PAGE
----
Centralia Breeder’s Thoroughbred Earns ‘Horse of the Year’ Distinction


Farm life is full of highs and lows: births, deaths, earnings, loss, fruits and labor.

Petra Lewin, of Centralia, has toiled away on her Prather Road farm since 1972.

Her biggest high to date came this last March, when a racehorse she bred, Blazingbellablu, was honored in Emerald Downs with the distinction of “Horse of the Year” by the Washington Thoroughbred Breeders and Owners Association for 2021.

“We’re very proud of her. She won $152,000-plus last year and was voted 3-year-old filly of the year and overall 3-year-old. … The last time a 3-year-old filly won was in 2000,” Lewin said. “And now our horse won; a 3-year-old filly won a championship. And she grew up here on Michigan Hill in Centralia, which is really the most odd thing.”

For Lewin and Blazingbellablu’s trainer, Charlie Essex, of Auburn, the title is no small feat.

Lewin has been breeding horses for decades and said the honor was the highlight of her career. Thoroughbred horse records are kept throughout the year, and Blazingbellablu’s 2021 Horse of the Year title means she was the biggest earner in the state for race horses. Earnings from those wins are split between the trainer, breeder and jockey.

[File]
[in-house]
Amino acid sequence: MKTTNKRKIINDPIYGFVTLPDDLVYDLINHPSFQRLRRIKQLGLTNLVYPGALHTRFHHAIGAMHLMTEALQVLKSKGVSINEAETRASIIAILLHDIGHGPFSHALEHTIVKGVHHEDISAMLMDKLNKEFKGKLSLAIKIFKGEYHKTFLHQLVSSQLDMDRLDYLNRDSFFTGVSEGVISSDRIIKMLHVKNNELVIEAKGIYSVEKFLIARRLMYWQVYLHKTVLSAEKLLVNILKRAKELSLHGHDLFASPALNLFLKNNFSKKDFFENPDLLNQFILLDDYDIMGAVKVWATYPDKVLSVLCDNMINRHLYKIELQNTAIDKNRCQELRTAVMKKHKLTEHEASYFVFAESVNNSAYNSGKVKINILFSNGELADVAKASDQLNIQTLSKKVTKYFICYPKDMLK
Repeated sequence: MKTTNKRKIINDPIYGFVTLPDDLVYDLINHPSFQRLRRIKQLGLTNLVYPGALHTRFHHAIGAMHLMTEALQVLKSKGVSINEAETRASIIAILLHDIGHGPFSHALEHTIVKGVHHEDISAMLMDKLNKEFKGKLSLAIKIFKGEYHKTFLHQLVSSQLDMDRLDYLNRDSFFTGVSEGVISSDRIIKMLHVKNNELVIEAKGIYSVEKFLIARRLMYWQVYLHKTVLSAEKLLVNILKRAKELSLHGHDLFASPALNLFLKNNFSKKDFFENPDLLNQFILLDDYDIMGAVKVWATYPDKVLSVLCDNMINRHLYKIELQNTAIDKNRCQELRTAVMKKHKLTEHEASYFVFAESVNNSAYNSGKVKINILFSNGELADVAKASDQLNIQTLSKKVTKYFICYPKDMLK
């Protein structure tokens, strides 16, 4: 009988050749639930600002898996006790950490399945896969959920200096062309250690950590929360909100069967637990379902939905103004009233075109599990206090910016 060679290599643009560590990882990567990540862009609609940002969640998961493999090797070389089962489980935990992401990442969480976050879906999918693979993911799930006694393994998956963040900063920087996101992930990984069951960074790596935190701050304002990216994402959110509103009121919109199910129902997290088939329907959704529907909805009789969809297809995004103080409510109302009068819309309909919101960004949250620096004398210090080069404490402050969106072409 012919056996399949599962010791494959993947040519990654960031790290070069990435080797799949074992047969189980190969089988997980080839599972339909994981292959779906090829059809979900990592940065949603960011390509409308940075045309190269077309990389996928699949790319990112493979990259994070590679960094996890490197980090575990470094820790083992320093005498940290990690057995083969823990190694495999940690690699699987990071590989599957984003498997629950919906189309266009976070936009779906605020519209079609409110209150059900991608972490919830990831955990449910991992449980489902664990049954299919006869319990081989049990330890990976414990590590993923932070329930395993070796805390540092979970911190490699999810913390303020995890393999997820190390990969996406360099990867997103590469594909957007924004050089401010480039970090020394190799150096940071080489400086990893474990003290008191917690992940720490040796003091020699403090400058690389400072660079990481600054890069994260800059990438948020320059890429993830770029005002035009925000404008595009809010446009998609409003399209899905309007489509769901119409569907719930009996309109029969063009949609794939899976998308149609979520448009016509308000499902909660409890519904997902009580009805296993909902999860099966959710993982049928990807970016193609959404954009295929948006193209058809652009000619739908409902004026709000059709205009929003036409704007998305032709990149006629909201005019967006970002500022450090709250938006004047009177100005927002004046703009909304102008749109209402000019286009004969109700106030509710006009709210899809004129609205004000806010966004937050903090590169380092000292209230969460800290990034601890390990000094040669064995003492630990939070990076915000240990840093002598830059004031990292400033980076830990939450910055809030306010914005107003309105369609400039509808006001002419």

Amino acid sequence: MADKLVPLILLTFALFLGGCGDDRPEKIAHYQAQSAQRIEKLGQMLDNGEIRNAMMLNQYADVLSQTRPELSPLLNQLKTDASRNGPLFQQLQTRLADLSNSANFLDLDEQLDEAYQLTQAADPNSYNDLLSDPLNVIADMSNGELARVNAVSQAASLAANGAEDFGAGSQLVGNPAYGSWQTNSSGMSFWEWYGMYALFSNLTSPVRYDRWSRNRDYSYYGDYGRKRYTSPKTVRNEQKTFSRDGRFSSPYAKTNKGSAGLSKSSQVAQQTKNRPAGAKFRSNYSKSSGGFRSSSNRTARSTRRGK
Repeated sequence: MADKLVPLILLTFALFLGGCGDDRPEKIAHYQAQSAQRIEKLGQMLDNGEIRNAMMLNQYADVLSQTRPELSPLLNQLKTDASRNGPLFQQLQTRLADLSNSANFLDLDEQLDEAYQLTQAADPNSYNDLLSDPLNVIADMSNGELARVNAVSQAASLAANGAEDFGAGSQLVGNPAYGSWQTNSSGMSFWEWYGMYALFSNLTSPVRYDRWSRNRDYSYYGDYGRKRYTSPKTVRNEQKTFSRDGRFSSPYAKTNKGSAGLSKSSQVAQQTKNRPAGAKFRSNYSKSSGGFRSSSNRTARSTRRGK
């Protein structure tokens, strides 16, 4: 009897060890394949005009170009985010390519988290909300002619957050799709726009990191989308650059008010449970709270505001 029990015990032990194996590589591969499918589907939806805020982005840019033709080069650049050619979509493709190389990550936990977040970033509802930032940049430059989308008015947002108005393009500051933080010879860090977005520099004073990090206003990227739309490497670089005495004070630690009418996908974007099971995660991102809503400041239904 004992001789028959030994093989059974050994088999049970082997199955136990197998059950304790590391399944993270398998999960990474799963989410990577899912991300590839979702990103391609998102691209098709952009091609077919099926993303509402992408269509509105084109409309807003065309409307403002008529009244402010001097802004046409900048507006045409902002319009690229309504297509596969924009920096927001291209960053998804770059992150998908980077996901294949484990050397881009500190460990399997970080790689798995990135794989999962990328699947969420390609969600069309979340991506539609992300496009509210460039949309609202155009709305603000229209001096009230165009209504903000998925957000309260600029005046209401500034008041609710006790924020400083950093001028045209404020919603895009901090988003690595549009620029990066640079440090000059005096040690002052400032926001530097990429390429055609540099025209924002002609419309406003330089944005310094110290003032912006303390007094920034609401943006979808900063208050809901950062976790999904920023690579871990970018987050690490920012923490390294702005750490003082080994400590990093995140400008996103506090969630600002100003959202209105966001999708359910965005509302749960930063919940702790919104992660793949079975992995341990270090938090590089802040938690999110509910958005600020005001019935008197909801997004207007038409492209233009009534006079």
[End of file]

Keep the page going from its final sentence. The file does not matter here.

The horse will now advance to a national competition for the title. Lewin said she wouldn’t win, but she’s amazed they even got this far.

“It validates that hard work and persistence does pay off, getting her to where she is. She’s a very sweet horse,” Lewin said. “Hard work does pay off.”

Lewin was raised in Salt Lake City and attended the University of Utah before winding up in Centralia on 20 acres with a run-down barn and house that she rebuilt for decades. 

She credits her partner, Robert Brown, for being supportive in all her efforts as a farmer and local realtor.

Another passion of Lewin’s is three-day eventing with horses. Eventing is, as Lewin put it, like an Olympic triathlon for horses. 

The first day, horses and riders perform dressage to display obedience. The second day, the horse’s endurance is tested. The final day is a combination of both elements. 

Lewin said eventing was originally created to test whether a horse was ready for war. In the U.S. Eventing Association’s area seven, encompassing Washington, Oregon, Montana, Idaho and Alaska, Lewin was once the three-day eventing champion.

“I’m a working person,” Lewin said.